As part of a new blog series, we’ll be doing book reviews on occasion. We will try to focus on new releases, debut authors, and independent publishers, giving special preference to debut authors. If you have a book you’d like to submit for review, please submit your query to: email@example.com. We will review both fiction and narrative nonfiction.
The day is finally here! To all of you who pre-ordered books, thank you for your support. All book orders have shipped out and are en route to their new homes. If you ordered a large quantity of books please be aware those have shipped media mail and may take longer than standard mailing. If you run into any issues with your order, please don’t hesitate to let us know and we’ll remedy the problem right away.
Thank you all for your patience and to Lauren Groff for all her help and support. Congratulations again to our wonderful authors. Without your stories we wouldn’t have such a lovely product.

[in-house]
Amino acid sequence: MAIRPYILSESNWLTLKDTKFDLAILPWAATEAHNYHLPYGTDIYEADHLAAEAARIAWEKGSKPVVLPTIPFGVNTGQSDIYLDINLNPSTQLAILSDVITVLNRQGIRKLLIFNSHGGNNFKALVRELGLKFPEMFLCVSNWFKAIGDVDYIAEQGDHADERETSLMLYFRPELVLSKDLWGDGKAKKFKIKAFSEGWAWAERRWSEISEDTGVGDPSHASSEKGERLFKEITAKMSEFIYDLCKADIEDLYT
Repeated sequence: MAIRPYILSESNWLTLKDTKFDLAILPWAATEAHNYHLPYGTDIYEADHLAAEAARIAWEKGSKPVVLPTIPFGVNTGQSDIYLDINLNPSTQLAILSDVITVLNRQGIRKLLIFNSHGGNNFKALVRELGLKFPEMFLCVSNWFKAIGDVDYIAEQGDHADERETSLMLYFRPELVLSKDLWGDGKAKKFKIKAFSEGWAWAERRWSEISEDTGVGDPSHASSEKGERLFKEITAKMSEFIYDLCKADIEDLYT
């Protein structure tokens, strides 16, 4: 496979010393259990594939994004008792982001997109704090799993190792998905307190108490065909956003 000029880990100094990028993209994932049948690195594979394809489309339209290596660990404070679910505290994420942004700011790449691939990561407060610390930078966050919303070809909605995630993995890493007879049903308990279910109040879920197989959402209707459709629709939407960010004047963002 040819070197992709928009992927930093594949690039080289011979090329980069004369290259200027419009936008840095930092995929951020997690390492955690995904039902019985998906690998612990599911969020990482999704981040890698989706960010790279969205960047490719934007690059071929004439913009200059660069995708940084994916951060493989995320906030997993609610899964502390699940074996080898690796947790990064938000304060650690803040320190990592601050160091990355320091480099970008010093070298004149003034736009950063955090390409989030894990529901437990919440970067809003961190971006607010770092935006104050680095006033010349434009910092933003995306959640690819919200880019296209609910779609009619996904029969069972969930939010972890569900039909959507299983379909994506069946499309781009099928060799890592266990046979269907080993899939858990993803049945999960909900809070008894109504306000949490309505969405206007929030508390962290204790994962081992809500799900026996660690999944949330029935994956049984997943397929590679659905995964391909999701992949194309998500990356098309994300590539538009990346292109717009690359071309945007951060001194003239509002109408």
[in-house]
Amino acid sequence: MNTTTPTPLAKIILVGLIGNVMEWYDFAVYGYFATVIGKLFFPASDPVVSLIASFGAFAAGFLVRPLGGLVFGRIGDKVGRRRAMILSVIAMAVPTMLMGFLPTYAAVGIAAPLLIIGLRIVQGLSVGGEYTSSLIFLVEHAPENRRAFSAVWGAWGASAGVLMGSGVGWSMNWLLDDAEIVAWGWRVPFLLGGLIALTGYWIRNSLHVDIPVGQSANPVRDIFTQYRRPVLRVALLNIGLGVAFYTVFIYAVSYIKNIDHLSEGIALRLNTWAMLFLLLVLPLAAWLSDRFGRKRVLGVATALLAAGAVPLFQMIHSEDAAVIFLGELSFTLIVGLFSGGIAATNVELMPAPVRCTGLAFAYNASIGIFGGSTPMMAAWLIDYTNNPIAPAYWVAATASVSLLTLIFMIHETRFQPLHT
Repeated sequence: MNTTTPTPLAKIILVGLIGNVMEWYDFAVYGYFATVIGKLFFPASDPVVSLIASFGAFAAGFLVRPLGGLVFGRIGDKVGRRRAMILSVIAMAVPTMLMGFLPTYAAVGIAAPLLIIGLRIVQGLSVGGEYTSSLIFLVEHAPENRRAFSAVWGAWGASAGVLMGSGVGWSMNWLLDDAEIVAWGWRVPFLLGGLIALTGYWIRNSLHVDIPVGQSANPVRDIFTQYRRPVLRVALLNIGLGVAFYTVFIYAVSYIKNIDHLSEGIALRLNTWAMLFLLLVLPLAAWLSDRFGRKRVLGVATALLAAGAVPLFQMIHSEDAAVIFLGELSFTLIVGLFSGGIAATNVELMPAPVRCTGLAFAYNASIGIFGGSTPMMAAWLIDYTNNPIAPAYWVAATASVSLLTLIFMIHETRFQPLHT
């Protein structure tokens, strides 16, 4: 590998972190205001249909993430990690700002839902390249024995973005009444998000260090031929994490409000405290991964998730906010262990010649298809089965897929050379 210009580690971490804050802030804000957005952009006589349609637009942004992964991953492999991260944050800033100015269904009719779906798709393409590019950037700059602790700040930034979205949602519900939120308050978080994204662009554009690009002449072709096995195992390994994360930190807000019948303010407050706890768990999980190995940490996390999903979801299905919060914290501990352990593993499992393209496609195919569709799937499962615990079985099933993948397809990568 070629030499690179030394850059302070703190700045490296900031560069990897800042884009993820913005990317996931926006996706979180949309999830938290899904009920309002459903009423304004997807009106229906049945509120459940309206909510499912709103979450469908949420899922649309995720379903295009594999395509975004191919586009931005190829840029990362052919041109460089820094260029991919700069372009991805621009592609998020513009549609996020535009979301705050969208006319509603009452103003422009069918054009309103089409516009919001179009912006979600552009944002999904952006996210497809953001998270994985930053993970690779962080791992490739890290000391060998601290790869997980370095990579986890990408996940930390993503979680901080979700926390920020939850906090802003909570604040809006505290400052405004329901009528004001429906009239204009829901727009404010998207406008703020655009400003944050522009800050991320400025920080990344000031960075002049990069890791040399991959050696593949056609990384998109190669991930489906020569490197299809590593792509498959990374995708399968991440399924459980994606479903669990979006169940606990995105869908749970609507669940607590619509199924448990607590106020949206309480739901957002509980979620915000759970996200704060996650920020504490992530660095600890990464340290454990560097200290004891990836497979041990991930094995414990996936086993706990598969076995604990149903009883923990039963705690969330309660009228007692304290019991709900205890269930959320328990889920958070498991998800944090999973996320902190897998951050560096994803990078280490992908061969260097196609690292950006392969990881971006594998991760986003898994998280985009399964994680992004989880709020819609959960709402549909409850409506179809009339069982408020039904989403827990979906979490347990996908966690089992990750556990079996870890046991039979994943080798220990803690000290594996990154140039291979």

Case in point regarding blogging. This is news we should have shared weeks ago. Tin House is perhaps one of the heaviest hitters when it comes to literary magazines. We’ve had a subscription for years and find them pretty much flawless and fantastic. So it goes without saying that we keep a close eye on their blog. Tin House does a weekly fiction competition called PLOTTO, based on the book “PLOTTO” by William Wallace Cook. The competition calls for a 500 word submission that is inspired by that week’s PLOTTO prompt.
We’re thrilled to announce that not only has one of our editors, Kim Winternheimer, been selected as a weekly winner but so has one of our Masters Review authors, Zana Previti. Big round of applause you two. Way to take over the world, one fiction prompt at a time.
Friends, we’ve been decidedly terrible about the blog. How bad, you ask? We don’t want to talk about it, but it’s a layered problem two parts difficulty in the way our site is hosted and one part asking our already overworked staff to do, yes, more work. So thank you for checking up on us and keeping us honest. Because you’re right, if you’re gong to have a blog link on your site then you gosh darn better blog. So we’re recommitting our time (read: our staff’s time) to more blog posts and tons of info. After all, isn’t talking about yourself supposed to be easy? In any case stay tuned for lots of fun musings and posts. It is summer after all, so there’s a lot to be excited about.